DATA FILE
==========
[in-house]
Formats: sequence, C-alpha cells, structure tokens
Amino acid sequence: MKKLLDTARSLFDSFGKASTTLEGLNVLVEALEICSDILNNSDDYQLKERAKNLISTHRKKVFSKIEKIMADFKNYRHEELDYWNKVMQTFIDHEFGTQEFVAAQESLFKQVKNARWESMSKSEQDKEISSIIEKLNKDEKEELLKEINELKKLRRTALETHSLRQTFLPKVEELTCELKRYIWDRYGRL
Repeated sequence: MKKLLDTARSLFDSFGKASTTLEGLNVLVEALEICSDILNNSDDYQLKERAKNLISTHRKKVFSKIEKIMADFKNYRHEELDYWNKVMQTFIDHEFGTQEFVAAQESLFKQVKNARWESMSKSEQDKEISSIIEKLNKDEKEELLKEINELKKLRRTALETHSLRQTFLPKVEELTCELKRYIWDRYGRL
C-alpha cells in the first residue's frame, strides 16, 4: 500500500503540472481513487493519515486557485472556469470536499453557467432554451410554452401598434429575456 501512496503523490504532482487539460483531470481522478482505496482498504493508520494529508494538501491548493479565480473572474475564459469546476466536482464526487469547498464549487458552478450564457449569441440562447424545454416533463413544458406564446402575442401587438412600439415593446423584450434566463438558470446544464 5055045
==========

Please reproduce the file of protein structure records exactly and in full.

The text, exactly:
[in-house]
Formats: sequence, C-alpha cells, structure tokens
Amino acid sequence: MKKLLDTARSLFDSFGKASTTLEGLNVLVEALEICSDILNNSDDYQLKERAKNLISTHRKKVFSKIEKIMADFKNYRHEELDYWNKVMQTFIDHEFGTQEFVAAQESLFKQVKNARWESMSKSEQDKEISSIIEKLNKDEKEELLKEINELKKLRRTALETHSLRQTFLPKVEELTCELKRYIWDRYGRL
Repeated sequence: MKKLLDTARSLFDSFGKASTTLEGLNVLVEALEICSDILNNSDDYQLKERAKNLISTHRKKVFSKIEKIMADFKNYRHEELDYWNKVMQTFIDHEFGTQEFVAAQESLFKQVKNARWESMSKSEQDKEISSIIEKLNKDEKEELLKEINELKKLRRTALETHSLRQTFLPKVEELTCELKRYIWDRYGRL
C-alpha cells in the first residue's frame, strides 16, 4: 500500500503540472481513487493519515486557485472556469470536499453557467432554451410554452401598434429575456 501512496503523490504532482487539460483531470481522478482505496482498504493508520494529508494538501491548493479565480473572474475564459469546476466536482464526487469547498464549487458552478450564457449569441440562447424545454416533463413544458406564446402575442401587438412600439415593446423584450434566463438558470446544464 5055045